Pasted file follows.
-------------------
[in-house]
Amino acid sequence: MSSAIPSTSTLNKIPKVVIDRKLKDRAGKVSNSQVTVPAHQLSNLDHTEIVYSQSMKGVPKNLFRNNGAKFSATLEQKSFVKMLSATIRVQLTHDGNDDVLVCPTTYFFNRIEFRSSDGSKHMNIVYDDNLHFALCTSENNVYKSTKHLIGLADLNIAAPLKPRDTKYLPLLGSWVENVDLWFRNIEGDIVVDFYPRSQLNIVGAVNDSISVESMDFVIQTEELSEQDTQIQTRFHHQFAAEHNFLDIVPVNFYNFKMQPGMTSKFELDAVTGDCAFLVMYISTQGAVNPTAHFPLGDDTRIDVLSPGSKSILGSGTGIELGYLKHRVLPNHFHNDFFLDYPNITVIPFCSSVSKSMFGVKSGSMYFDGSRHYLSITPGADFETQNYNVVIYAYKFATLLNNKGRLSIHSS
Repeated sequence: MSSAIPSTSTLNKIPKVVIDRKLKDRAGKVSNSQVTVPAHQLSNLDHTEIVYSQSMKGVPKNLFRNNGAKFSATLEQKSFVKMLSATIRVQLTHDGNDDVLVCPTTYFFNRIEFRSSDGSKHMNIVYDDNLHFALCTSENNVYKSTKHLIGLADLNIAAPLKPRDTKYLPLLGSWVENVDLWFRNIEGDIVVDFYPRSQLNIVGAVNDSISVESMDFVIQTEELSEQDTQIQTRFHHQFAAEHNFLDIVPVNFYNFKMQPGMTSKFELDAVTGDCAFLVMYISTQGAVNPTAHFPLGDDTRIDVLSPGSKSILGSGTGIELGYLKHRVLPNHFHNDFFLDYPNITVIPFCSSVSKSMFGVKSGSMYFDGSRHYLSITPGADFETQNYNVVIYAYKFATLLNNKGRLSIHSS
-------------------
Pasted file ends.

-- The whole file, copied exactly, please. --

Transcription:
[in-house]
Amino acid sequence: MSSAIPSTSTLNKIPKVVIDRKLKDRAGKVSNSQVTVPAHQLSNLDHTEIVYSQSMKGVPKNLFRNNGAKFSATLEQKSFVKMLSATIRVQLTHDGNDDVLVCPTTYFFNRIEFRSSDGSKHMNIVYDDNLHFALCTSENNVYKSTKHLIGLADLNIAAPLKPRDTKYLPLLGSWVENVDLWFRNIEGDIVVDFYPRSQLNIVGAVNDSISVESMDFVIQTEELSEQDTQIQTRFHHQFAAEHNFLDIVPVNFYNFKMQPGMTSKFELDAVTGDCAFLVMYISTQGAVNPTAHFPLGDDTRIDVLSPGSKSILGSGTGIELGYLKHRVLPNHFHNDFFLDYPNITVIPFCSSVSKSMFGVKSGSMYFDGSRHYLSITPGADFETQNYNVVIYAYKFATLLNNKGRLSIHSS
Repeated sequence: MSSAIPSTSTLNKIPKVVIDRKLKDRAGKVSNSQVTVPAHQLSNLDHTEIVYSQSMKGVPKNLFRNNGAKFSATLEQKSFVKMLSATIRVQLTHDGNDDVLVCPTTYFFNRIEFRSSDGSKHMNIVYDDNLHFALCTSENNVYKSTKHLIGLADLNIAAPLKPRDTKYLPLLGSWVENVDLWFRNIEGDIVVDFYPRSQLNIVGAVNDSISVESMDFVIQTEELSEQDTQIQTRFHHQFAAEHNFLDIVPVNFYNFKMQPGMTSKFELDAVTGDCAFLVMYISTQGAVNPTAHFPLGDDTRIDVLSPGSKSILGSGTGIELGYLKHRVLPNHFHNDFFLDYPNITVIPFCSSVSKSMFGVKSGSMYFDGSRHYLSITPGADFETQNYNVVIYAYKFATLLNNKGRLSIHSS